I through my $10.75 into the not so fantastic Snakes on a Plane opening this weekend. I'd actually read the script way back when I was an intern and one of the writer's was my intern coordinator. That was years before 9/11, so when I saw Dana Steven's attempt to turn the film into a post-9/11 allegory, I couldn't help but chuckle.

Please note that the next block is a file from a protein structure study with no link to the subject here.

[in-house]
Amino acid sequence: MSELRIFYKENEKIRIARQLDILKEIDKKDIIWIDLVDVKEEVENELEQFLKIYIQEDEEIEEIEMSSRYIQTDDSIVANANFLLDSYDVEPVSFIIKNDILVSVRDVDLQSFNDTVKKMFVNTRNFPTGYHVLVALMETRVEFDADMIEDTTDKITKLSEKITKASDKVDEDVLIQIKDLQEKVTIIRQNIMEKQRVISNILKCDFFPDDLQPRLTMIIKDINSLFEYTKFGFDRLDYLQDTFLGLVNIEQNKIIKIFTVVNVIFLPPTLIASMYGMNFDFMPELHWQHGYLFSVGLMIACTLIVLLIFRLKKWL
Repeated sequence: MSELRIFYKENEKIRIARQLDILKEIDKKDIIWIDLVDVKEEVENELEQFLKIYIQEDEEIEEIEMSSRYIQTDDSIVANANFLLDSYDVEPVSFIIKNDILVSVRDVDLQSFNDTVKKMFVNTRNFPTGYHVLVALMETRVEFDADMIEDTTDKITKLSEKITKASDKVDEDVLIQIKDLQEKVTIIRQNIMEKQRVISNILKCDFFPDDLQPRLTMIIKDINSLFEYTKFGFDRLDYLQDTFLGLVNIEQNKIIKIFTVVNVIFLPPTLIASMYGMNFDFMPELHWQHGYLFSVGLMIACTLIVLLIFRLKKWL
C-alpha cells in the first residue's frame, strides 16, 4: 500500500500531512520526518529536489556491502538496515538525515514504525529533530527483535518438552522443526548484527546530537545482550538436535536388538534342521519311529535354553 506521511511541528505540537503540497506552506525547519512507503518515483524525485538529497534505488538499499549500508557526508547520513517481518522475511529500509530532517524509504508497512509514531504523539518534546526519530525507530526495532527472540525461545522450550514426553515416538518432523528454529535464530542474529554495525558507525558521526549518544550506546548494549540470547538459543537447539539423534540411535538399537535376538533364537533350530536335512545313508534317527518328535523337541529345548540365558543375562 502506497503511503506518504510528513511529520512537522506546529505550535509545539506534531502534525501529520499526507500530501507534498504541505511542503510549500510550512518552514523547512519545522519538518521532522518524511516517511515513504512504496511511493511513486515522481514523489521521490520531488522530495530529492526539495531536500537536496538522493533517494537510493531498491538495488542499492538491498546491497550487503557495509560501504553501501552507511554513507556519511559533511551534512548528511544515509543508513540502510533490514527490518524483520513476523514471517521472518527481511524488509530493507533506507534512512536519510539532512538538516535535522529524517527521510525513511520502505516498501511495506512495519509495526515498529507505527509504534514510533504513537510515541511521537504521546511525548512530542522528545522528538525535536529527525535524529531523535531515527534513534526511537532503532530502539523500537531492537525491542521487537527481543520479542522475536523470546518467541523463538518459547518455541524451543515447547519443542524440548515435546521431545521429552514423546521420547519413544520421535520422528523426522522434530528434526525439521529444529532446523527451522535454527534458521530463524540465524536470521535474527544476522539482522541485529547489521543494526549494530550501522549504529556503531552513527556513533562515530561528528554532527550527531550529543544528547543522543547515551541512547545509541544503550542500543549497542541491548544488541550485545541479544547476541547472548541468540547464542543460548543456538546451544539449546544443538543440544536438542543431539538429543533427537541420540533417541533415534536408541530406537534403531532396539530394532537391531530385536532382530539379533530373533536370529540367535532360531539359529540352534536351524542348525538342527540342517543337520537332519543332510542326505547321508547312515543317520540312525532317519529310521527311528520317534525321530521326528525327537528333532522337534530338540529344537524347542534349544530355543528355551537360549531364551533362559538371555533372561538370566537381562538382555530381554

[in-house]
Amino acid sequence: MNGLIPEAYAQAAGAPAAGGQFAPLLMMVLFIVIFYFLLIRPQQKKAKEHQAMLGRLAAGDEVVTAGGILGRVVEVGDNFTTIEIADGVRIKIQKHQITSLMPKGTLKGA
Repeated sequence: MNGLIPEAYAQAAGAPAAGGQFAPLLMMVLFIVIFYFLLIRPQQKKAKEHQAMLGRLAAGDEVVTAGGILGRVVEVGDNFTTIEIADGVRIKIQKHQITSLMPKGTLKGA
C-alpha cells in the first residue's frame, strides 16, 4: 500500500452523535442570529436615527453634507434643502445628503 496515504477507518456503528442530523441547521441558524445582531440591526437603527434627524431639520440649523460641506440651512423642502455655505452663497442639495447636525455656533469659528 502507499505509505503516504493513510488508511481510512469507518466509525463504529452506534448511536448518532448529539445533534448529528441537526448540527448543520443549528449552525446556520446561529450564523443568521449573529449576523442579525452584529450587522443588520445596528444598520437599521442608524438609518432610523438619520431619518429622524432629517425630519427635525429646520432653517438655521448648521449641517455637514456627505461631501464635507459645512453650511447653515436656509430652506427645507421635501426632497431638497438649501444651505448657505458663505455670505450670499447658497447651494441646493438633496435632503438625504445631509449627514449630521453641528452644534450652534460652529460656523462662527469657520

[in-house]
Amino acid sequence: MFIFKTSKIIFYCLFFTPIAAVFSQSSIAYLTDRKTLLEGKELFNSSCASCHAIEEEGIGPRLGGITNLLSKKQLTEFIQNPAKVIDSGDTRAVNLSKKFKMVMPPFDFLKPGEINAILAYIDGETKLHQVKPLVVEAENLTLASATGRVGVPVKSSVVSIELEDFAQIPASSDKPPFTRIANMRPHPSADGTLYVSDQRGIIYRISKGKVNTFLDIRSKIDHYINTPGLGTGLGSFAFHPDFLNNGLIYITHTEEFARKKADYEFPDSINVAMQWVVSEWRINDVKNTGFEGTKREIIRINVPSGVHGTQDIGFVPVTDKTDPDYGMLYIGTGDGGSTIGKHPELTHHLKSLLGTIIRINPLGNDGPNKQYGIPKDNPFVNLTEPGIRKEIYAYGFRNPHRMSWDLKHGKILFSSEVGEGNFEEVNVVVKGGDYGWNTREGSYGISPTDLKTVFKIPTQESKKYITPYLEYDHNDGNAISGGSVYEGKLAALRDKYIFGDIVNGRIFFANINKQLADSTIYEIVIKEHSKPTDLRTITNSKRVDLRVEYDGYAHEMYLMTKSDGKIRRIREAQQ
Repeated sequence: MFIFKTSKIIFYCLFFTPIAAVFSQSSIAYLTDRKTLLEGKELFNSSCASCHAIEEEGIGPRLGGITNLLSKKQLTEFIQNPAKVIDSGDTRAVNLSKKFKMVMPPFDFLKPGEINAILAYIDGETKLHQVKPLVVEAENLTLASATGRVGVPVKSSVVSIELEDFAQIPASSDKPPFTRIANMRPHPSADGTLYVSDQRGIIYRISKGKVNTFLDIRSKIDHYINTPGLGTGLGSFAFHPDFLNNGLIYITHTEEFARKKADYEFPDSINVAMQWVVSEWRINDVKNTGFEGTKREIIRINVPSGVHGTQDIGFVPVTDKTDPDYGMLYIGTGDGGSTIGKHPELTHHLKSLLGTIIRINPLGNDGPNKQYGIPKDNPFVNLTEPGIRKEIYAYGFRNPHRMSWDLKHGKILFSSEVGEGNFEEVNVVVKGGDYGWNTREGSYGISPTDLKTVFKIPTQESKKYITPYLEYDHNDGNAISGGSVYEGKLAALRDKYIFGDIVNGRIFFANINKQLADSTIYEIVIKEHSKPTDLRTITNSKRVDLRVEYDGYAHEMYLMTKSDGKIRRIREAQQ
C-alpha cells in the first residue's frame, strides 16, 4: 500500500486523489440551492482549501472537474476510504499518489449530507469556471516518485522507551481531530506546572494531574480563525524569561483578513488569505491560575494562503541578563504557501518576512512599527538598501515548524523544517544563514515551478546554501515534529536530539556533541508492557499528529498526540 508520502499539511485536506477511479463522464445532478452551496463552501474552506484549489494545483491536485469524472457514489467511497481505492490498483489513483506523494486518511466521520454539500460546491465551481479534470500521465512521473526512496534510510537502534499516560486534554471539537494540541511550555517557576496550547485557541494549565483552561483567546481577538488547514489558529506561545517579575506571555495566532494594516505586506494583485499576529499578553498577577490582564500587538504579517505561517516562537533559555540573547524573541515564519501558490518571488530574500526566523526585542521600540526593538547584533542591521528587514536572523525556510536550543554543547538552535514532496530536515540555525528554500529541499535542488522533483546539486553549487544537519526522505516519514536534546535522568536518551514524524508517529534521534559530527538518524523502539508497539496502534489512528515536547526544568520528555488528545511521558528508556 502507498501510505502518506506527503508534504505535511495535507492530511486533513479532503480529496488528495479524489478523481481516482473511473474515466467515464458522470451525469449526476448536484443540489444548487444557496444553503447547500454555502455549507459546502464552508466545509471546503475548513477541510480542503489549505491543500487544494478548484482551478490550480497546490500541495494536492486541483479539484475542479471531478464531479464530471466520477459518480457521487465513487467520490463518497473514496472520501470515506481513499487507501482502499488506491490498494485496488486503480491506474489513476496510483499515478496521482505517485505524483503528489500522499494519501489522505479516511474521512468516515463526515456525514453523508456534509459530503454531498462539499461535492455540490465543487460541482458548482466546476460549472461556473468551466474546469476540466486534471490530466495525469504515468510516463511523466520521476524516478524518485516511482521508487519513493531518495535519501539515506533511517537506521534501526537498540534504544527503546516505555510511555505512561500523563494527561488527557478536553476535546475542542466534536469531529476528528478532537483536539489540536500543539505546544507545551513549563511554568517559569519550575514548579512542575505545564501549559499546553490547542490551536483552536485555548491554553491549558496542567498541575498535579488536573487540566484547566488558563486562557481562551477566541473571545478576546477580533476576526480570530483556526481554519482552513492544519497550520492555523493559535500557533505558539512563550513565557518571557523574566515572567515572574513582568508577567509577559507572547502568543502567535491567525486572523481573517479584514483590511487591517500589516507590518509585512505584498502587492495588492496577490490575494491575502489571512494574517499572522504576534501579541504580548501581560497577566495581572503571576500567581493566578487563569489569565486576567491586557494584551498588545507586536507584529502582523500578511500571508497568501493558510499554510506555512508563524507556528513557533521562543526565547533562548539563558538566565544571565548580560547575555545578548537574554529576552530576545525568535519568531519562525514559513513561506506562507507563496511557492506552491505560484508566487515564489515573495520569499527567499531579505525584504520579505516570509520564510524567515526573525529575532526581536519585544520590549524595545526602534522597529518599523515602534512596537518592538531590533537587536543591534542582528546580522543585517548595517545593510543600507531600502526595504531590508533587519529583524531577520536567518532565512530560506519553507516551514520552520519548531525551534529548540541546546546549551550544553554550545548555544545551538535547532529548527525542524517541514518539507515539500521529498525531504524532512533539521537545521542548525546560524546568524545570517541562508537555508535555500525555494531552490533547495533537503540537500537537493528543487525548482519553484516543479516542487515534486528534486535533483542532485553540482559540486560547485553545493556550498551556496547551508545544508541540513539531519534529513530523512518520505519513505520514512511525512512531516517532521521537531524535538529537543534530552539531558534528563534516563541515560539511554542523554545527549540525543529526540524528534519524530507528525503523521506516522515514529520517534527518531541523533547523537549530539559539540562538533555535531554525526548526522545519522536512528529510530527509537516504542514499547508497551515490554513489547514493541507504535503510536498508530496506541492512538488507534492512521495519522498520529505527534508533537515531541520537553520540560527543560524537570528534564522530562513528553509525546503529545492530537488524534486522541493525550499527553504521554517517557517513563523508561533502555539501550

"And now, please return your tray tables to the upright and locked position. Because against my better judgment, I will attempt a reading of Snakes on a Plane as a post-9/11 allegory. One need not bow to allegory, really—Snakes is literally about terrorism. What else is Eddie Kim but a terrorist, bringing down an entire plane to pursue his own sick agenda? Snakes on a Plane doesn't need to be conscious of itself as a 9/11 movie to effectively function as one. It plays on all our fears—the dangers of air travel, the death of innocents, the random appearance of evil in our daily lives—but it allows us to master those fears, and, ultimately, to achieve some measure of control over them—not to give anything away, but I think you've figured out this isn't United 93. Hell, dealing with a few adders in first class would be a cakewalk compared to the al-Qaida agents we really fear."